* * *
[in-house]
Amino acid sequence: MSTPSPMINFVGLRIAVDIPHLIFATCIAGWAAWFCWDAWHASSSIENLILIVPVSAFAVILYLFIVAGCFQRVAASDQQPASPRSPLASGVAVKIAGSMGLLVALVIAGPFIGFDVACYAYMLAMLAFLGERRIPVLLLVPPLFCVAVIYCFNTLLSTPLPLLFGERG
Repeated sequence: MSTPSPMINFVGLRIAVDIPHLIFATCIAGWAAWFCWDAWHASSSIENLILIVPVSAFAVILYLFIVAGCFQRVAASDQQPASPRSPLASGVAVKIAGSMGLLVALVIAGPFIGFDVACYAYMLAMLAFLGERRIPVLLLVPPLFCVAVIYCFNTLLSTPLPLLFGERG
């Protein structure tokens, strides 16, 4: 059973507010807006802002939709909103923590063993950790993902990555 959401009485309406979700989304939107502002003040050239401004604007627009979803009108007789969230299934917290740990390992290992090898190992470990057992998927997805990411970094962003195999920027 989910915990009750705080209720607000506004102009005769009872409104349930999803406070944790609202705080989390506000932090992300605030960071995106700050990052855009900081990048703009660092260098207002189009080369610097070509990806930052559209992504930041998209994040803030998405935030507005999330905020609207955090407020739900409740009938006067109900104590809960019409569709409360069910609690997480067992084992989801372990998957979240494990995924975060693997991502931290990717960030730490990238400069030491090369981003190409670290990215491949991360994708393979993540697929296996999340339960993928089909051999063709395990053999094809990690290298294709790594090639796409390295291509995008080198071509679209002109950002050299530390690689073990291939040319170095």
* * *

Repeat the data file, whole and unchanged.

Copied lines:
[in-house]
Amino acid sequence: MSTPSPMINFVGLRIAVDIPHLIFATCIAGWAAWFCWDAWHASSSIENLILIVPVSAFAVILYLFIVAGCFQRVAASDQQPASPRSPLASGVAVKIAGSMGLLVALVIAGPFIGFDVACYAYMLAMLAFLGERRIPVLLLVPPLFCVAVIYCFNTLLSTPLPLLFGERG
Repeated sequence: MSTPSPMINFVGLRIAVDIPHLIFATCIAGWAAWFCWDAWHASSSIENLILIVPVSAFAVILYLFIVAGCFQRVAASDQQPASPRSPLASGVAVKIAGSMGLLVALVIAGPFIGFDVACYAYMLAMLAFLGERRIPVLLLVPPLFCVAVIYCFNTLLSTPLPLLFGERG
């Protein structure tokens, strides 16, 4: 059973507010807006802002939709909103923590063993950790993902990555 959401009485309406979700989304939107502002003040050239401004604007627009979803009108007789969230299934917290740990390992290992090898190992470990057992998927997805990411970094962003195999920027 989910915990009750705080209720607000506004102009005769009872409104349930999803406070944790609202705080989390506000932090992300605030960071995106700050990052855009900081990048703009660092260098207002189009080369610097070509990806930052559209992504930041998209994040803030998405935030507005999330905020609207955090407020739900409740009938006067109900104590809960019409569709409360069910609690997480067992084992989801372990998957979240494990995924975060693997991502931290990717960030730490990238400069030491090369981003190409670290990215491949991360994708393979993540697929296996999340339960993928089909051999063709395990053999094809990690290298294709790594090639796409390295291509995008080198071509679209002109950002050299530390690689073990291939040319170095």